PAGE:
facebook twitter instagram linkedin google youtube vimeo tumblr yelp rss email podcast phone blog search brokercheck brokercheck
%POST_TITLE% Thumbnail

Working after retirement: a “get to” or a “got to”?

Retirement is an interesting concept. Many of us view it as much-needed respite after years of toil. In fact, the concept is really a by-product of the industrial age when the majority of work was physically demanding, and people worked until they simply, physically, couldn’t anymore. A century ago, 78% of American men, primarily farmers, worked long past the age of 65. With the advent of the industrial age came machines that did the same work faster. The new industries created new wealth, and more people were able to save money in order to stop working when they got older. Voila! The concept of retirement was born.

Today, most of us work at desks rather than in factories, and fewer people “need” to retire because their bodies wore out; that “need” may be the result of an “unplanned early retirement,” when employers cull an older, more expensive, workforce. For some, retirement is not a need; it’s a want. They may want time to play. Many decide to reinvent themselves, and those who choose this path may find that work becomes a “get to” rather than a “got to” decision. 

What do I mean by “get to” and “got to?” Well, you all know what “got to” means (as in I’ve got to because I’ve got no choice), but “get to” is the satisfaction, the joy, maybe even the love of the task, because then it’s not a chore, even when work is involved. You work simply because you want to, not because you have to work.

There may come a time in your life when work becomes optional. For those individuals, this may be the time to explore the “get to” option. Perhaps to discover a second (or third or fourth) career that provides satisfaction. But how do you decide what’s right for you?

Getting to “get to”

A client, let’s call him “Jeff,” called me recently to discuss his own get-to/got-to questions. His wife “Linda” had already retired, and at 66, Jeff was debating his retirement options. At the tail end of a very successful, high salaried career, his and Linda’s lifestyle reflected his lifetime earnings. They still have a significant mortgage, and their monthly budget is far from modest. Additionally, they contribute to their son’s growing business and provide private-school tuition for their daughter’s two children. In order for Jeff to retire, things would have to change because while their savings and investments could maintain their current lifestyle, it couldn’t support their children’s. Jeff and Linda would have to identify which was more important.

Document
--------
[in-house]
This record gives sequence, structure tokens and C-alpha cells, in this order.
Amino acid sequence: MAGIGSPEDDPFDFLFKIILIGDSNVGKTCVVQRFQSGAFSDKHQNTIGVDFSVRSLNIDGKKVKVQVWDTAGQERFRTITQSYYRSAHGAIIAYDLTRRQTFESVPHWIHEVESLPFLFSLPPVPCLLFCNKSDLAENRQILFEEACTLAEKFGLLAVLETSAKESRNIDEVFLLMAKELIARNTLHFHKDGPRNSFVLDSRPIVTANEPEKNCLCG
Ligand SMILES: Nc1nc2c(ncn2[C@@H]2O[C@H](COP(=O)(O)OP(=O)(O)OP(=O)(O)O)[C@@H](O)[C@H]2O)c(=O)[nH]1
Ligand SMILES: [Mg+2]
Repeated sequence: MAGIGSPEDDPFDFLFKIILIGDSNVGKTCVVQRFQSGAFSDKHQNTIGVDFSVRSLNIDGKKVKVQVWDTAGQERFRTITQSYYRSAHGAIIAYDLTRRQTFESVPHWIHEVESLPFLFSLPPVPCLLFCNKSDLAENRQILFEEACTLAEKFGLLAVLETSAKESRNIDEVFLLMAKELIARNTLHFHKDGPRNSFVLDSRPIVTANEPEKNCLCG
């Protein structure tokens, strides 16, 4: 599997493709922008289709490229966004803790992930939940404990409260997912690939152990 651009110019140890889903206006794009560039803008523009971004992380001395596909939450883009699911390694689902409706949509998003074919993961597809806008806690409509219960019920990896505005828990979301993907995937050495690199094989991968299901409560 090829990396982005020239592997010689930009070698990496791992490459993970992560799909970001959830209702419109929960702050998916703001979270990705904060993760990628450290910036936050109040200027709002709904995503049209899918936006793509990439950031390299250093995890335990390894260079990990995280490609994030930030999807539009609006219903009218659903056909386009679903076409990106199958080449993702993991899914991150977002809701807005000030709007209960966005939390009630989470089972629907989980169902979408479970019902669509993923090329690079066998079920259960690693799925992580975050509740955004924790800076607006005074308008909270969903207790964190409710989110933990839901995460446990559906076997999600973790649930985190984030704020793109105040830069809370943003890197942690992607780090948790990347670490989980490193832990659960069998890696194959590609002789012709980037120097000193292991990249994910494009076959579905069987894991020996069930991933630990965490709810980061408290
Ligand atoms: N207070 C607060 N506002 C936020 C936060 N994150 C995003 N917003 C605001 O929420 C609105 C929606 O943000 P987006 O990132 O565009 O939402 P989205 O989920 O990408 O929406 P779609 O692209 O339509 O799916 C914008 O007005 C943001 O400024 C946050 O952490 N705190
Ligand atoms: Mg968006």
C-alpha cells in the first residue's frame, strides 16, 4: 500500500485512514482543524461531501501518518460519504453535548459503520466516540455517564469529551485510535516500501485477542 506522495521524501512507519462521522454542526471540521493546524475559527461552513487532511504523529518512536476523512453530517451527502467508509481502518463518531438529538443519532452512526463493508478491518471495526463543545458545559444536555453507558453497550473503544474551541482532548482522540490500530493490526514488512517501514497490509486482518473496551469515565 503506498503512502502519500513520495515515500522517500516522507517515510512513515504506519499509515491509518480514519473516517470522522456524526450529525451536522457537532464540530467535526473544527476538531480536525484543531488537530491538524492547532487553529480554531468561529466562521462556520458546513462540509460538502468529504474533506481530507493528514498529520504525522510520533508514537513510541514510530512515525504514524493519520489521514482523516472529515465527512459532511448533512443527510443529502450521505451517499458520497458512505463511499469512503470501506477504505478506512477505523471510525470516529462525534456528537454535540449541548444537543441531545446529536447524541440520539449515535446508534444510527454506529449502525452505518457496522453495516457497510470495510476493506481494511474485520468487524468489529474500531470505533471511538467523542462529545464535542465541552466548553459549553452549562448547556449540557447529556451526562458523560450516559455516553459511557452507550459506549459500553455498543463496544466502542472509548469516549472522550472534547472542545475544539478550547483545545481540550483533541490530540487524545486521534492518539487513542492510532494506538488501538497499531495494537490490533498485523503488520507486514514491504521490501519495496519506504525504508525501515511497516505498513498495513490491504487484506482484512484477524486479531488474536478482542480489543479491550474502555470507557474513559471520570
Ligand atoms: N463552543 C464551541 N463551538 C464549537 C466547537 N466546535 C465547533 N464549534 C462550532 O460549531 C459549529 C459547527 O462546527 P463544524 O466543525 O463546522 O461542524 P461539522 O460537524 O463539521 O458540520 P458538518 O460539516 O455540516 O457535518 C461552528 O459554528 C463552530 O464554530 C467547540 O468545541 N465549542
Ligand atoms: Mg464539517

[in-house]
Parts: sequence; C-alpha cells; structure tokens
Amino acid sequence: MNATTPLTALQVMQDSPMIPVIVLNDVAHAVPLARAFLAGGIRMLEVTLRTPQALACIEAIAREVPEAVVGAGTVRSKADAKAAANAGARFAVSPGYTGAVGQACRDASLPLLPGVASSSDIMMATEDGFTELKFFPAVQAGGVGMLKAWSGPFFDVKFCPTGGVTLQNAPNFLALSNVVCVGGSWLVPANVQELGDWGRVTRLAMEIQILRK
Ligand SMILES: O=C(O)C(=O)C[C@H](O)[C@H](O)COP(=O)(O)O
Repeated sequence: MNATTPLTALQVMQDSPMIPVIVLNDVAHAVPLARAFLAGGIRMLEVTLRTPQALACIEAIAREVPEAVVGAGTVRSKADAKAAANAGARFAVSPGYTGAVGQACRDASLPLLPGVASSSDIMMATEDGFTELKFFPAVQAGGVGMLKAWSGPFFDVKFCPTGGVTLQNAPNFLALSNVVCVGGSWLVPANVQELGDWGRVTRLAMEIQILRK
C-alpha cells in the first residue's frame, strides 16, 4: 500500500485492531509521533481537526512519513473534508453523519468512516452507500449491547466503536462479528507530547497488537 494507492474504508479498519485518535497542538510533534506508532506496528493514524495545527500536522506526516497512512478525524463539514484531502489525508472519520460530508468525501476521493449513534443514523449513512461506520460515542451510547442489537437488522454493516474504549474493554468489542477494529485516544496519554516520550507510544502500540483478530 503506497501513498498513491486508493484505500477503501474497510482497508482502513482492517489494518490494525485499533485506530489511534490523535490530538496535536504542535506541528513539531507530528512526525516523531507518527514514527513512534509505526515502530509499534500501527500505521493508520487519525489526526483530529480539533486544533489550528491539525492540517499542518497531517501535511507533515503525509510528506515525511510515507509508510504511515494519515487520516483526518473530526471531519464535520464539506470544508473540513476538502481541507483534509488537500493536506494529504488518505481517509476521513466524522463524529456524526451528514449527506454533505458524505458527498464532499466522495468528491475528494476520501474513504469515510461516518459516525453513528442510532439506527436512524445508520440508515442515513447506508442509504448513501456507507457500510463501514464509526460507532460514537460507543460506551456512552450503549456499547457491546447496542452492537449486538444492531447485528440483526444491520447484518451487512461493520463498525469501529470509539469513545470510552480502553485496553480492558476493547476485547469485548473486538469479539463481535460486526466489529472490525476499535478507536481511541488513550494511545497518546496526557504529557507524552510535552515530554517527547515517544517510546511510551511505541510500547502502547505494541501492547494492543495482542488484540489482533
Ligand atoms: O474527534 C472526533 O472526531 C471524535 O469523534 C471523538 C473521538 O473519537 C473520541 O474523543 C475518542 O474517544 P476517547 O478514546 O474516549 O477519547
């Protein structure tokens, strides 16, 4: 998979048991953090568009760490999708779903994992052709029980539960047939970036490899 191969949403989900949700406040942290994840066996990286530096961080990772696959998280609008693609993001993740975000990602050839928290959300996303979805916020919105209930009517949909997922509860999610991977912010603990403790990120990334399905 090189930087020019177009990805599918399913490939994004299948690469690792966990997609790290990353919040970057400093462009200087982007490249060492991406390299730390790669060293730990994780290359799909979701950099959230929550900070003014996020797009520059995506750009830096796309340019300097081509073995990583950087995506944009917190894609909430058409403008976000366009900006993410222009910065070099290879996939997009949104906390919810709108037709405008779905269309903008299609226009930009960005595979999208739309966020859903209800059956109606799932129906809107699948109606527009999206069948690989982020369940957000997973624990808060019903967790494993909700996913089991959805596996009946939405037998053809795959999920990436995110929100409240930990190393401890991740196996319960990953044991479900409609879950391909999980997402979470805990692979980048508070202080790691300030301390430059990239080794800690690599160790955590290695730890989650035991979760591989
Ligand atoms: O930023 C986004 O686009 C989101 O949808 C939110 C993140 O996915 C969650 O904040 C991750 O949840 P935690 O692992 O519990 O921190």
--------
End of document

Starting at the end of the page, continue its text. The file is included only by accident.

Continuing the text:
Together, we rehearsed two possible scenarios; the one where Jeff retires and the one where he doesn’t. In the former, Jeff and Linda would have a new budget based on income derived from their retirement savings, social security benefits, and other sources. Jeff and Linda would need to have the conversation with their children if they stopped offering financial support, and we rehearsed potential reactions and talked about how it made them both feel. While it’s not Jeff and Linda’s responsibility to offer this financial support, the discussion did illustrate how much that “gifting” meant to them.

Then we discussed what Jeff and Linda’s life might look like if Jeff chose not to retire. We discovered that Jeff views his job as a “get to.” He enjoys what he does and the fact that it gives him both financial freedom and the personal satisfaction of helping his children and grandchildren. It was clear that Jeff and Linda were both certain that postponing Jeff’s retirement was the right choice. 

Of course, when it comes to your own retirement, you probably have many choices, and your own “get to” may not be quite so clear. But by taking a close and honest look at your finances, your personal goals, and your retirement dreams, you can find the answer that’s right for you. To get started, check out The New Retirementality: Planning and Living Your Dreams…at Any Age You Want by Mitch Anthony. To delve even deeper, I recommend reading Man’s Search for Meaning by Viktor E. Frankl, a beautiful memoir about suffering, coping, and finding meaning in life by choosing your own attitude about whatever life gives you.

Are you ready to explore your retirement goals? Call me to schedule some time to talk about your own situation and discover your own “get-to” scenario for your future.